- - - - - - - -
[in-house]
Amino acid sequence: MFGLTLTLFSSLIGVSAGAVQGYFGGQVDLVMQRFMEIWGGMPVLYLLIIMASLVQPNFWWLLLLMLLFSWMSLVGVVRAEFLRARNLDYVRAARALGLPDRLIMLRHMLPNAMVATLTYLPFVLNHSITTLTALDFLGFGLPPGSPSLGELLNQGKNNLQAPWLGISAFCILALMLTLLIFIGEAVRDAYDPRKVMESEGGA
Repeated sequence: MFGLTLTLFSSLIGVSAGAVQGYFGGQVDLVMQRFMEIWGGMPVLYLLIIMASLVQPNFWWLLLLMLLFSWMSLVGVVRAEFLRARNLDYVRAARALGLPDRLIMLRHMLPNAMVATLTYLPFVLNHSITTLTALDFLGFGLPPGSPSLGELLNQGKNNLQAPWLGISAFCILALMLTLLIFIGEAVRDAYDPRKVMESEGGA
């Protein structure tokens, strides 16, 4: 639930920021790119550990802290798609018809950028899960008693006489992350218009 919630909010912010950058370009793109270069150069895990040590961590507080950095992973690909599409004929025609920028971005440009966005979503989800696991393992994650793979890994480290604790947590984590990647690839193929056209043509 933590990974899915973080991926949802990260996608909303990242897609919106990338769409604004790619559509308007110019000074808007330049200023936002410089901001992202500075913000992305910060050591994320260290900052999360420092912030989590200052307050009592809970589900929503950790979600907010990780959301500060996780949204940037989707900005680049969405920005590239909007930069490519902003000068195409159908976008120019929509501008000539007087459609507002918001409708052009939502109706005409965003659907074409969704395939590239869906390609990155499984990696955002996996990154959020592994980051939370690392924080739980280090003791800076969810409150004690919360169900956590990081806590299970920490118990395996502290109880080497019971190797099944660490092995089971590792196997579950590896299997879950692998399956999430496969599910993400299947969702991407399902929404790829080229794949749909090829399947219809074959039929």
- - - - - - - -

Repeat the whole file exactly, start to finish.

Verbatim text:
[in-house]
Amino acid sequence: MFGLTLTLFSSLIGVSAGAVQGYFGGQVDLVMQRFMEIWGGMPVLYLLIIMASLVQPNFWWLLLLMLLFSWMSLVGVVRAEFLRARNLDYVRAARALGLPDRLIMLRHMLPNAMVATLTYLPFVLNHSITTLTALDFLGFGLPPGSPSLGELLNQGKNNLQAPWLGISAFCILALMLTLLIFIGEAVRDAYDPRKVMESEGGA
Repeated sequence: MFGLTLTLFSSLIGVSAGAVQGYFGGQVDLVMQRFMEIWGGMPVLYLLIIMASLVQPNFWWLLLLMLLFSWMSLVGVVRAEFLRARNLDYVRAARALGLPDRLIMLRHMLPNAMVATLTYLPFVLNHSITTLTALDFLGFGLPPGSPSLGELLNQGKNNLQAPWLGISAFCILALMLTLLIFIGEAVRDAYDPRKVMESEGGA
């Protein structure tokens, strides 16, 4: 639930920021790119550990802290798609018809950028899960008693006489992350218009 919630909010912010950058370009793109270069150069895990040590961590507080950095992973690909599409004929025609920028971005440009966005979503989800696991393992994650793979890994480290604790947590984590990647690839193929056209043509 933590990974899915973080991926949802990260996608909303990242897609919106990338769409604004790619559509308007110019000074808007330049200023936002410089901001992202500075913000992305910060050591994320260290900052999360420092912030989590200052307050009592809970589900929503950790979600907010990780959301500060996780949204940037989707900005680049969405920005590239909007930069490519902003000068195409159908976008120019929509501008000539007087459609507002918001409708052009939502109706005409965003659907074409969704395939590239869906390609990155499984990696955002996996990154959020592994980051939370690392924080739980280090003791800076969810409150004690919360169900956590990081806590299970920490118990395996502290109880080497019971190797099944660490092995089971590792196997579950590896299997879950692998399956999430496969599910993400299947969702991407399902929404790829080229794949749909090829399947219809074959039929």